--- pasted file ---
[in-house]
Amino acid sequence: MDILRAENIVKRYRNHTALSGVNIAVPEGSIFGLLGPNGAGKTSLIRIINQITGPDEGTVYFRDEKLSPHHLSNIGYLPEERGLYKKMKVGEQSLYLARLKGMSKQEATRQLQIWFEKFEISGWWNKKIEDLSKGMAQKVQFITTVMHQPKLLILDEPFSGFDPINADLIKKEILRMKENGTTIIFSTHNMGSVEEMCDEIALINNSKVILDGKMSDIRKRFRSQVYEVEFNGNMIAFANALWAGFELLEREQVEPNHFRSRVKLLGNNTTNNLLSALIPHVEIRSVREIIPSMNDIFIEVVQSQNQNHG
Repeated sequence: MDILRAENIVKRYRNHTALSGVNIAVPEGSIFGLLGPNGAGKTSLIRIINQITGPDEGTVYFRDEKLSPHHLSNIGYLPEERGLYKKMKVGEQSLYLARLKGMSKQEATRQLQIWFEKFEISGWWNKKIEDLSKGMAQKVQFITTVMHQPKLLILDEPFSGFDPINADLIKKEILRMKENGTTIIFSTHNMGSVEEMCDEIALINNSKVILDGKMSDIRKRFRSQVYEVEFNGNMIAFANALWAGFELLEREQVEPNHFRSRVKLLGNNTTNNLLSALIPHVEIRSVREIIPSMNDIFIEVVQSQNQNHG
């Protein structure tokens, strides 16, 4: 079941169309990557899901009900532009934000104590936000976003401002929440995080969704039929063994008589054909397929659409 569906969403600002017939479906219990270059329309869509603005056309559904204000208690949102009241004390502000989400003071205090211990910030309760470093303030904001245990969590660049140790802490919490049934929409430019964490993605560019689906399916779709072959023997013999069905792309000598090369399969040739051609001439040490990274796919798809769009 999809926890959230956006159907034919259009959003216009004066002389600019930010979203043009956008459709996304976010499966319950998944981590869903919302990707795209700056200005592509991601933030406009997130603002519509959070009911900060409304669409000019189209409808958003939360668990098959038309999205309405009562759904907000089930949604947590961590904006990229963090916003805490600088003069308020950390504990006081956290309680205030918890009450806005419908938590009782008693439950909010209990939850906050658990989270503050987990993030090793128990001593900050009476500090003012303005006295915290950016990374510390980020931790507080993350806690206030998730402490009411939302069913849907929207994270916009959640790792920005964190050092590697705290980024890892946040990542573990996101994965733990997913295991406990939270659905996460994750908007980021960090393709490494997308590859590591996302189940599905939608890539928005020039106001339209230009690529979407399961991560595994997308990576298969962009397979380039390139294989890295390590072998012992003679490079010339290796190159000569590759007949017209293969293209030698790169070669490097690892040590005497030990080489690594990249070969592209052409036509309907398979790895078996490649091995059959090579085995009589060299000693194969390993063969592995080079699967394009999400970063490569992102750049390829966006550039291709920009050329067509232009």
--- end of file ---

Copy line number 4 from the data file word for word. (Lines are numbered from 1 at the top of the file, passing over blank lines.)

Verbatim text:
């Protein structure tokens, strides 16, 4: 079941169309990557899901009900532009934000104590936000976003401002929440995080969704039929063994008589054909397929659409 569906969403600002017939479906219990270059329309869509603005056309559904204000208690949102009241004390502000989400003071205090211990910030309760470093303030904001245990969590660049140790802490919490049934929409430019964490993605560019689906399916779709072959023997013999069905792309000598090369399969040739051609001439040490990274796919798809769009 999809926890959230956006159907034919259009959003216009004066002389600019930010979203043009956008459709996304976010499966319950998944981590869903919302990707795209700056200005592509991601933030406009997130603002519509959070009911900060409304669409000019189209409808958003939360668990098959038309999205309405009562759904907000089930949604947590961590904006990229963090916003805490600088003069308020950390504990006081956290309680205030918890009450806005419908938590009782008693439950909010209990939850906050658990989270503050987990993030090793128990001593900050009476500090003012303005006295915290950016990374510390980020931790507080993350806690206030998730402490009411939302069913849907929207994270916009959640790792920005964190050092590697705290980024890892946040990542573990996101994965733990997913295991406990939270659905996460994750908007980021960090393709490494997308590859590591996302189940599905939608890539928005020039106001339209230009690529979407399961991560595994997308990576298969962009397979380039390139294989890295390590072998012992003679490079010339290796190159000569590759007949017209293969293209030698790169070669490097690892040590005497030990080489690594990249070969592209052409036509309907398979790895078996490649091995059959090579085995009589060299000693194969390993063969592995080079699967394009999400970063490569992102750049390829966006550039291709920009050329067509232009």